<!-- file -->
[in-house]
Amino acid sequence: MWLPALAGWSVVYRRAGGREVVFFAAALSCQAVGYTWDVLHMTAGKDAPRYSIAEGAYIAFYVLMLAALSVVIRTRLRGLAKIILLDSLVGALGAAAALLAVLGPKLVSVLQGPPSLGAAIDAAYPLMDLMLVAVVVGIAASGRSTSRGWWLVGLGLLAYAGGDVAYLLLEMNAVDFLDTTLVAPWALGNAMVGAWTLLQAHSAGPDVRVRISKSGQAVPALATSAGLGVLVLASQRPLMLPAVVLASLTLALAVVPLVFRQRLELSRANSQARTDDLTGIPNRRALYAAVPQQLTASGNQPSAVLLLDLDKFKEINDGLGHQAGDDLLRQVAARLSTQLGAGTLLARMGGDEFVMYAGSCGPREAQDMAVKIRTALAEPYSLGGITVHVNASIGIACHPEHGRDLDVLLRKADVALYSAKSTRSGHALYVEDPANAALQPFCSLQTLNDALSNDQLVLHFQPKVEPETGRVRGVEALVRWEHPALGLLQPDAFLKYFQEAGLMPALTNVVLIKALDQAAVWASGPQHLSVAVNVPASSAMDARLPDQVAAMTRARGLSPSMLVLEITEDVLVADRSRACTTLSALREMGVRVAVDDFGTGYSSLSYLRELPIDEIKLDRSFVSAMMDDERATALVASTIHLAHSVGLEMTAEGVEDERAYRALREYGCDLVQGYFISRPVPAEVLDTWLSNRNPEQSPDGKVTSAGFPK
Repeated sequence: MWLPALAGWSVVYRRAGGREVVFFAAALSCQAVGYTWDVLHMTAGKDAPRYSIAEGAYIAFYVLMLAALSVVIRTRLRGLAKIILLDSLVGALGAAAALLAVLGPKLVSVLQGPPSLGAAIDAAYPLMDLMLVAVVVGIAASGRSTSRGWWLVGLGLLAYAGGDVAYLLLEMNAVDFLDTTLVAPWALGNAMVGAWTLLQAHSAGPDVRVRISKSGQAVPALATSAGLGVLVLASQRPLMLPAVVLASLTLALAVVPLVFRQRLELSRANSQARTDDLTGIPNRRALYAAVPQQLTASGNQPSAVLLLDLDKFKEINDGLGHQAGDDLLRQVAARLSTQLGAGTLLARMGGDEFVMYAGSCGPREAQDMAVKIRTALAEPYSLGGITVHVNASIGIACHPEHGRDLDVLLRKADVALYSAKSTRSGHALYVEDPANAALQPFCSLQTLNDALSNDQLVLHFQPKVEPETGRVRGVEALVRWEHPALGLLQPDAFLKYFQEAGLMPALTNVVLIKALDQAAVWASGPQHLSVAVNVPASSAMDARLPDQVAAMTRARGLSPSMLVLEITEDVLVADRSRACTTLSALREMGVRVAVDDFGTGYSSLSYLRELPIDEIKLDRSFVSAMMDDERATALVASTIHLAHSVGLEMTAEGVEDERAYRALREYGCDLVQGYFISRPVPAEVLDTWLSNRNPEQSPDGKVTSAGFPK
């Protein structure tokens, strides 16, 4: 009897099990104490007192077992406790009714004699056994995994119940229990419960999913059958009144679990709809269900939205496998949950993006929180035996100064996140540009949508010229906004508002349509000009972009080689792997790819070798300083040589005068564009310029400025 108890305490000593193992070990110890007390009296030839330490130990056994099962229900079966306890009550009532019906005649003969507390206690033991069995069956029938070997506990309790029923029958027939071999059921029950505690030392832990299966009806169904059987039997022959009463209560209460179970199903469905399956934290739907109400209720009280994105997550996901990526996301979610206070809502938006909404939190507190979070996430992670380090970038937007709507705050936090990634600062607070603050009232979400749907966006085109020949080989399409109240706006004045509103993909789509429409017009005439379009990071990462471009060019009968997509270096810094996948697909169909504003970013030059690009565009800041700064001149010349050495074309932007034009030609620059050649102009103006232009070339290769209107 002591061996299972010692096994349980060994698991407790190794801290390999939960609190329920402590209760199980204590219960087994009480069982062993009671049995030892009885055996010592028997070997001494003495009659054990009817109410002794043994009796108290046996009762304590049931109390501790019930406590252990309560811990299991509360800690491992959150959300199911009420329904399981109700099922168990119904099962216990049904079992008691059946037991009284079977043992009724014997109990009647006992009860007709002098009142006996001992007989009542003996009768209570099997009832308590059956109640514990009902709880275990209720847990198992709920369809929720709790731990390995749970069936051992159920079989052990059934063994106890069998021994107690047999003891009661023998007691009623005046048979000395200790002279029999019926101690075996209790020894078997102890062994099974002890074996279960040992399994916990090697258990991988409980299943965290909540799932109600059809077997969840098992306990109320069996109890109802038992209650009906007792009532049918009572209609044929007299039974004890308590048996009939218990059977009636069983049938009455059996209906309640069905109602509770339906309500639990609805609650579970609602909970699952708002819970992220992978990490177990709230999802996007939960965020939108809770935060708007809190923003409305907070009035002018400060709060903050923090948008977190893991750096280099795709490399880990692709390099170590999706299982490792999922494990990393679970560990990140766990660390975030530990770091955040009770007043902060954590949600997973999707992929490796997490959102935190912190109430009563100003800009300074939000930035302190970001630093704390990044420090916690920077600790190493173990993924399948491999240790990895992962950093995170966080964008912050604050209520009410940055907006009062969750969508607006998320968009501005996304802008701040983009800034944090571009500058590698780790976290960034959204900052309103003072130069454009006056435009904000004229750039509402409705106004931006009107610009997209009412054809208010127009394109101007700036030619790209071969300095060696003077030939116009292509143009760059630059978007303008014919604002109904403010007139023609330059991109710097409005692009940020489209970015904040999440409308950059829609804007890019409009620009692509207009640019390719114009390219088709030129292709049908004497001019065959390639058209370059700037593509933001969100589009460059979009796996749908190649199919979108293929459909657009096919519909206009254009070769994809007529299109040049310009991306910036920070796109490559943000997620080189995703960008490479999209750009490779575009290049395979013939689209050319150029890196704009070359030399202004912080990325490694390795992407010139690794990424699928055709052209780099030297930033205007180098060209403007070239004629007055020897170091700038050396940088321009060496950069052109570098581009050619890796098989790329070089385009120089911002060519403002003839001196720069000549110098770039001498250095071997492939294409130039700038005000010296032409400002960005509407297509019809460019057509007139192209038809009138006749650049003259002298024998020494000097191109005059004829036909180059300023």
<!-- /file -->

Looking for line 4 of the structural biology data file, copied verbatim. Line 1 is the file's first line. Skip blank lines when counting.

């Protein structure tokens, strides 16, 4: 009897099990104490007192077992406790009714004699056994995994119940229990419960999913059958009144679990709809269900939205496998949950993006929180035996100064996140540009949508010229906004508002349509000009972009080689792997790819070798300083040589005068564009310029400025 108890305490000593193992070990110890007390009296030839330490130990056994099962229900079966306890009550009532019906005649003969507390206690033991069995069956029938070997506990309790029923029958027939071999059921029950505690030392832990299966009806169904059987039997022959009463209560209460179970199903469905399956934290739907109400209720009280994105997550996901990526996301979610206070809502938006909404939190507190979070996430992670380090970038937007709507705050936090990634600062607070603050009232979400749907966006085109020949080989399409109240706006004045509103993909789509429409017009005439379009990071990462471009060019009968997509270096810094996948697909169909504003970013030059690009565009800041700064001149010349050495074309932007034009030609620059050649102009103006232009070339290769209107 002591061996299972010692096994349980060994698991407790190794801290390999939960609190329920402590209760199980204590219960087994009480069982062993009671049995030892009885055996010592028997070997001494003495009659054990009817109410002794043994009796108290046996009762304590049931109390501790019930406590252990309560811990299991509360800690491992959150959300199911009420329904399981109700099922168990119904099962216990049904079992008691059946037991009284079977043992009724014997109990009647006992009860007709002098009142006996001992007989009542003996009768209570099997009832308590059956109640514990009902709880275990209720847990198992709920369809929720709790731990390995749970069936051992159920079989052990059934063994106890069998021994107690047999003891009661023998007691009623005046048979000395200790002279029999019926101690075996209790020894078997102890062994099974002890074996279960040992399994916990090697258990991988409980299943965290909540799932109600059809077997969840098992306990109320069996109890109802038992209650009906007792009532049918009572209609044929007299039974004890308590048996009939218990059977009636069983049938009455059996209906309640069905109602509770339906309500639990609805609650579970609602909970699952708002819970992220992978990490177990709230999802996007939960965020939108809770935060708007809190923003409305907070009035002018400060709060903050923090948008977190893991750096280099795709490399880990692709390099170590999706299982490792999922494990990393679970560990990140766990660390975030530990770091955040009770007043902060954590949600997973999707992929490796997490959102935190912190109430009563100003800009300074939000930035302190970001630093704390990044420090916690920077600790190493173990993924399948491999240790990895992962950093995170966080964008912050604050209520009410940055907006009062969750969508607006998320968009501005996304802008701040983009800034944090571009500058590698780790976290960034959204900052309103003072130069454009006056435009904000004229750039509402409705106004931006009107610009997209009412054809208010127009394109101007700036030619790209071969300095060696003077030939116009292509143009760059630059978007303008014919604002109904403010007139023609330059991109710097409005692009940020489209970015904040999440409308950059829609804007890019409009620009692509207009640019390719114009390219088709030129292709049908004497001019065959390639058209370059700037593509933001969100589009460059979009796996749908190649199919979108293929459909657009096919519909206009254009070769994809007529299109040049310009991306910036920070796109490559943000997620080189995703960008490479999209750009490779575009290049395979013939689209050319150029890196704009070359030399202004912080990325490694390795992407010139690794990424699928055709052209780099030297930033205007180098060209403007070239004629007055020897170091700038050396940088321009060496950069052109570098581009050619890796098989790329070089385009120089911002060519403002003839001196720069000549110098770039001498250095071997492939294409130039700038005000010296032409400002960005509407297509019809460019057509007139192209038809009138006749650049003259002298024998020494000097191109005059004829036909180059300023």